With cyberthreats the way that they are, a lot of industry professionals go on and on about the importance of deploying technologies designed to reduce the potential threats that a business has to confront. This technology isn’t cheap and while they absolutely do help you protect your technology and data; today’s hackers know that. Unfortunately for small business owners, that shift has left your staff on the front lines of cybersecurity; a place they really shouldn’t be. Let’s discuss cybersecurity from an employer’s perspective.
Link High Technologies
When it comes to a business’ cybersecurity, there is no magic bullet to solve every problem. No miracle cure, no panacea, no Staples “that was easy” button. Instead, you need to deploy various means of protecting your operations. Let’s discuss how your business’ security needs to be shaped in three different environments: your physical infrastructure, your cybersecurity solutions, and your employees’ security habits.
As the workers that power many businesses are remaining at home, remote solutions have proven to be a significant tool in keeping productivity moving. However, with nobody going into the office, monitoring your IT environment is necessary to make sure that the infrastructure you depend on is still in the right conditions. For this week’s tip, we’ll discuss some best practices to help you do so.
When someone starts talking about social engineering, people often get confused. They think we’re talking about cloning. While having two of something you love may not be terrible, the social engineering we routinely cite is much, much worse. Social engineering is the act of using social interactions to get people to make cybersecurity mistakes. Today, we’ll take a look at social engineering and how it can have a negative effect on your business.
Cybersecurity needs to be one of any business’ primary considerations. More than it ever has been before, cybersecurity is one of the biggest day-to-day issues that a business needs to deal with; and, this need is only exacerbated by the shortage of cybersecurity talent and loyalty to outdated security strategies have put many businesses in an unenviable, and vulnerable, position.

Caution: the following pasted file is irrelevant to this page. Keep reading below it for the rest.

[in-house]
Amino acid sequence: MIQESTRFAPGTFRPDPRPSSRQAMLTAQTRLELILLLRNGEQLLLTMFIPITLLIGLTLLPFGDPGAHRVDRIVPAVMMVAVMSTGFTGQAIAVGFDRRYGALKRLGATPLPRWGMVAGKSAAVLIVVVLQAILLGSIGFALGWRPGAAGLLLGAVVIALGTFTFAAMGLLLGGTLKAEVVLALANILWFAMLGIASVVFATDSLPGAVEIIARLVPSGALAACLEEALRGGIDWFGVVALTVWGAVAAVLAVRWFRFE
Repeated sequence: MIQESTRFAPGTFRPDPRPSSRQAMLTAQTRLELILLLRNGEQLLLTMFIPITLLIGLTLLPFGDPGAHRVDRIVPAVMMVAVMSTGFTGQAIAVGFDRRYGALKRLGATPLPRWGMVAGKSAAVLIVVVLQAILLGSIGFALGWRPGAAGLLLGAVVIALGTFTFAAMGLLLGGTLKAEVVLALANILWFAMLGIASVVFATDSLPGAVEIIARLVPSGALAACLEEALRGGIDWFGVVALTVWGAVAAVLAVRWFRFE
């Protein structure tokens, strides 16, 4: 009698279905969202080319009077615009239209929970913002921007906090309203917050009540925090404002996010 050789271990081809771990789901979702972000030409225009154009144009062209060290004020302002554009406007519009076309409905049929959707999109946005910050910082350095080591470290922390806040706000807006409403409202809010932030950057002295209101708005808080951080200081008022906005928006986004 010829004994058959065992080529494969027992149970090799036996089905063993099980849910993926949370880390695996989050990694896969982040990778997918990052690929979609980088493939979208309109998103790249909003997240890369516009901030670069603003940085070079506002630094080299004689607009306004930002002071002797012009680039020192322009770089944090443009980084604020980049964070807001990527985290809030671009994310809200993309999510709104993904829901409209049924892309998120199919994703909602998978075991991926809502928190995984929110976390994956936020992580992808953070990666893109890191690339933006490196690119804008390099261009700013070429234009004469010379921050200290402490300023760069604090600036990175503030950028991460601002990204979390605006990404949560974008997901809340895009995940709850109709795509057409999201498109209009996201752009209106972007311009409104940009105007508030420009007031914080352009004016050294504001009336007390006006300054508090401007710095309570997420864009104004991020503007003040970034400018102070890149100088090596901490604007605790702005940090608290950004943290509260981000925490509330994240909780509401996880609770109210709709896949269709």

The way a business handles network security is directly related to what problems will arise from their use of information systems. Cybersecurity has become a major part of all businesses, of all geographic locations, and all sizes. Because the better your cybersecurity is, the less problems your business will have to overcome, cybersecurity has grown into a multi-hundred-billion dollar a year industry. Cybersecurity hasn’t always been a concern for businesses. After all, the internet hasn’t been around for THAT long. However, the history of cybersecurity has a fascinating story behind it, and today we’d like to share it with you.
October is National Cybersecurity Awareness Month, and we thought we’d share some of our very best tips and tricks to help you and your business keep your data and network safe in the modern ever-changing threat landscape. Cyberattacks can happen anytime, so being aware is crucial. That’s why cybersecurity in the modern business starts with you. It is your job to keep information safe. Sure, you can improve the tools you use to keep your infrastructure free from threats, but ultimately, to protect this data, you will need to stay vigilant.
Too frequently, we hear stories about cyberattacks, software vulnerabilities turned tragic, and other pretty terrible situations for businesses. In an effort to help fight this, we’ve put together a list of handy tips for you so that you can be prepared to ward off threats.
Did you know Link High has a dedicated and separate practice focused on Cyber Security? One of the key differentiators between Link High and other IT service providers is that we have dedicated security professionals separate from our Managed IT practice.
Step Up Your Spring Cleaning with A Network Assessment (Part 2)
In part-one of our Network Assessment piece, we showed you how to focus your spring-cleaning efforts on creating a network inventory and examining your IT infrastructure. In section two, we look to audit three more critical aspects of your network: performance, security, and management.